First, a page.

Black Sabbath: prophets

It is impossible to understate the prescience of Black Sabbath:

War Pigs: not only the greatest anti-war song of all time, but also a lacerating indictment of the immorality and cowardice of political leadership, and of the exploitation of common people.

Cornucopia: hints at themes explored by Guy Debord. Fundamentally concerned with the human condition in advanced Capitalist western society, and the profound alienation of the individual.

Wicked World: the title speaks a bit for itself; precedes and sketches out themes expanded in War Pigs. Trenchant critique of the hypocrisies of late-Capitalist western society. Describes the healthcare crisis, and portrays the breakdown of the family under income inequality and lack of opportunity. Never so relevant as today.

Iron Man: foretells a post-apocalyptic future, with a dash of sci-fi imagination.

Paranoid: stark portrait of mental illness and the hopelessness experienced by some of the millions of people who suffer from it. Speaks of alienation. Makes perfect sense in an era of rampant opioid abuse.

Supernaut: an ecstatic outlier, imagining a kind of übermensch, and freedom from bourgeois constraint. Bohemian, perhaps. An underrated song in the pantheon. One of my favorites.

Sweet Leaf: accurately predicts the social acceptance and legalization of weed.

Snowblind: another paean to drugs. Fundamentally about escape, the will to transcendence, and the individual’s quest for freedom from judgement. Underlying connections to Supernaut.

Fairies wear Boots: more drugs. The final verse is one of the best twists in any pop song. You think you’re in the land of Led Zeppelin, and hobbits and elves and vikings and shit, and lo, no! The whole thing’s a hallucination. The doctor’s basically saying stop taking drugs or you’ll die. Probably an actual transcription of a conversation between Ozzy and a doctor.

Children of the Grave: huge, HUGE portent. Harrowingly, urgently relevant. Foretells with terrible solemnity the climate crisis and the foreclosure of life for our children, and their children…if they get that far.

Geezer Butler is a genius.

Monteverdi

I’ve suddenly become weirdly interested in Monteverdi.

Baroque music isn’t my go-to, and late Renaissance generally falls towards the end of my interest in ‘early music,’ but perhaps it’s the inherent bridging of the two that presents itself in L’Orfeo that gets me.

I have finally purchased a copy of this early masterpiece, and am looking forward to spending time with it.

https://www.theguardian.com/music/2015/aug/03/monterverdi-orfeo-john-eliot-gardiner-the-inalienable-power-of-music

Morton Feldman: piano music

http://www.anothertimbre.com/mortonfeldmanpiano.html

Pre-orders of Another Timbre’s new 5 CD set of almost all of Feldman’s piano music shipped today. I’m so excited!

I’m listening to Philip Thomas’ performance of “Triadic Memories” right now. It is wonderful.

If you ordered already, access to an uninterrupted .flac of the 90 minute piece is provided. Hence, this preview.

Buy it today, directly from Another Timbre.

Powerviolence, cuteness, hardcore

So when I speak of punk here, I mean a particular type of hopelessness, one that is an affective response to a bleak reality: running oneself into the ground or otherwise spasmodically squirming under the pressure; being loud as hell and being certain that it ultimately amounts to little noise. What I’m getting at here is hardcore as it relates to a sadomasochistic use of the term, an autoerotic impulse to step on yourself, to get in your own way, to treat yourself like trash. It’s in Henry Rollins’ and Darby Crash’s self-loathing. It was there in Iggy Pop’s and Alan Vega’s proto-punk self-immolation. It was there from the start but lost as delusions of success (and sometimes, frankly, delusions of political agency) developed. What I’m talking about is hardcore as a tool for the enunciation of panic and disillusionment. It couldn’t last long. It didn’t. But in the cracks of its short run (Reagan’s first term, 1981-1984) were a handful of records that exemplified the genre’s potential and preempted darker styles to come.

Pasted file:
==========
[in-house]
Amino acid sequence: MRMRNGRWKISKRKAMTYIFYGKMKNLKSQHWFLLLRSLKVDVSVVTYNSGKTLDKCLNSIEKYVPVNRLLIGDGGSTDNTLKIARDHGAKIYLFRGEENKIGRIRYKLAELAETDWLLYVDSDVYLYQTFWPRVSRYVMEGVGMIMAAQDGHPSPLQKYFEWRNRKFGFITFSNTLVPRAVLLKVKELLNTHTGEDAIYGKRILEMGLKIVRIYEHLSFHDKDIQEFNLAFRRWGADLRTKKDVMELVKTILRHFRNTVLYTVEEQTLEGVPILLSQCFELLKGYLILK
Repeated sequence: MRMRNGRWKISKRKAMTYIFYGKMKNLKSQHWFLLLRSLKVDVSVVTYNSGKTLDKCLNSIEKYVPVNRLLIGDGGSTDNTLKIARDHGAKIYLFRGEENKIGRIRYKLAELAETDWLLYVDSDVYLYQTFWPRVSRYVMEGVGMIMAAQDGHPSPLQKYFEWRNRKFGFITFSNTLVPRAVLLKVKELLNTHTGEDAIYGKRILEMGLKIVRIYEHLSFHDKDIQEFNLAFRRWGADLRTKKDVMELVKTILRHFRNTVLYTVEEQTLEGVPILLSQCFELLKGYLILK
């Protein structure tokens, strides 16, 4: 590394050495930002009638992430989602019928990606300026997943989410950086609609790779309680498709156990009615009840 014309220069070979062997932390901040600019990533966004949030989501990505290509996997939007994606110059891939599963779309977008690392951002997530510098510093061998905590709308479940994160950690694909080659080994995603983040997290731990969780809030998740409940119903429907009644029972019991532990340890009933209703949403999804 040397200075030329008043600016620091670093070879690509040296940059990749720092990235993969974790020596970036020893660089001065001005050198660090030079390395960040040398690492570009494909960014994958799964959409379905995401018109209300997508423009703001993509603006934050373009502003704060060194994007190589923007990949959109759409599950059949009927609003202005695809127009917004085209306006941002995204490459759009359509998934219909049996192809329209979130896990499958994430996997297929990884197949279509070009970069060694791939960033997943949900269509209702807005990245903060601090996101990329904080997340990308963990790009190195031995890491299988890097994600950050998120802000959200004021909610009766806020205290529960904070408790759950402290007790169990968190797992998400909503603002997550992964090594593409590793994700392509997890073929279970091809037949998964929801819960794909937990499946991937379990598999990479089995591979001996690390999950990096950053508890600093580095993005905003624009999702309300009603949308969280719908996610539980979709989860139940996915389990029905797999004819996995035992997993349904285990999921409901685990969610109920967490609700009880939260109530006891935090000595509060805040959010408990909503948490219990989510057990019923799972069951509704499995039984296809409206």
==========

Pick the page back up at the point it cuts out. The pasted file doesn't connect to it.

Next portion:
This essay by Ben Levinson offers a remarkably fresh and perceptive take on some of the more theoretical implications of a particular time, centered in the 1980s, in the evolution of punk, hardcore, thrash, metal, and other related forms of expression.

It also happens to connect quite deeply with my own experience as a teenager in the early 80s. I saw many of these bands many times. I shared stages with some of them, with bands I was in. I was friends with them. I contributed photographs to zines and album covers; wrote reviews, designed flyers, recorded demos…I was fully committed. While bands like Siege and Infest appeared at a time when I’d already mostly drifted away from hardcore, the culture surrounding their antecedents was everything to me; the stuff that buoyed me through high school. In September, 1985, I moved to San Francisco to go to college (in the back of a touring van of a band no less; I slept in there for a few days). Then the world broke open in a hundred other new ways, much as the first time I heard Black Flag, in junior high, was its owns supernova, before that. There was no looking back.

As if it’s not obvious to the people who really know me, the values and conceptual filters and assumptions on which a lot of my thinking is based today were developed and adopted in this time, and it’s gratifying to discover a younger generation reading this rather hermetic culture so perceptively.

Tonic

Relating to the previous subject:

I am often suspicious of songs which too readily seek out the tonic, but there are certain exceptions I make.

Sleep point to the apotheosis of the tonic. Indeed, “Dopesmoker” is a vast, glorious paean to the hallowed joy of the tonic.

It’s a one hour journey everyone should take every now and then, as a tonic, as it were.